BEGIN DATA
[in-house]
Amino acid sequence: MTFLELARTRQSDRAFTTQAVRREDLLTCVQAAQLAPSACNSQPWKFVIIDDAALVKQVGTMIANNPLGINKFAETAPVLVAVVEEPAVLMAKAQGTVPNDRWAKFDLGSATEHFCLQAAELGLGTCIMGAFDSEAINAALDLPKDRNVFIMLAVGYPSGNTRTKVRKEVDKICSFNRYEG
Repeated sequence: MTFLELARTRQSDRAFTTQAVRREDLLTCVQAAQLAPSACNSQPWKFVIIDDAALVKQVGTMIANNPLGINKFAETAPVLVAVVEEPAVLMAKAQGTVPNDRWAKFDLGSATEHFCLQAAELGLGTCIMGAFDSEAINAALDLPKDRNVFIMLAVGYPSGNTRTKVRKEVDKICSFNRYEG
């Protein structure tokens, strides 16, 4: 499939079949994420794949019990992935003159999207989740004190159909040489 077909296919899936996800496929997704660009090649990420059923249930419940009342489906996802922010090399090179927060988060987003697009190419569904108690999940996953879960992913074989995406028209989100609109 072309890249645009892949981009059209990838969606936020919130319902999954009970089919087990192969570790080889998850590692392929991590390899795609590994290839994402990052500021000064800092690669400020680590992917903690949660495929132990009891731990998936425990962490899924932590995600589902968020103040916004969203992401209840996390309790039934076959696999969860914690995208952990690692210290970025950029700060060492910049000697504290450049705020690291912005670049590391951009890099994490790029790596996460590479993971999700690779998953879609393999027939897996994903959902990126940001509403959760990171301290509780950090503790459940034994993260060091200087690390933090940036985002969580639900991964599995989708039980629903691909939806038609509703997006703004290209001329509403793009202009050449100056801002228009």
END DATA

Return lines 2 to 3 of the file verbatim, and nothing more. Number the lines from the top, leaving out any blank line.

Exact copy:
Amino acid sequence: MTFLELARTRQSDRAFTTQAVRREDLLTCVQAAQLAPSACNSQPWKFVIIDDAALVKQVGTMIANNPLGINKFAETAPVLVAVVEEPAVLMAKAQGTVPNDRWAKFDLGSATEHFCLQAAELGLGTCIMGAFDSEAINAALDLPKDRNVFIMLAVGYPSGNTRTKVRKEVDKICSFNRYEG
Repeated sequence: MTFLELARTRQSDRAFTTQAVRREDLLTCVQAAQLAPSACNSQPWKFVIIDDAALVKQVGTMIANNPLGINKFAETAPVLVAVVEEPAVLMAKAQGTVPNDRWAKFDLGSATEHFCLQAAELGLGTCIMGAFDSEAINAALDLPKDRNVFIMLAVGYPSGNTRTKVRKEVDKICSFNRYEG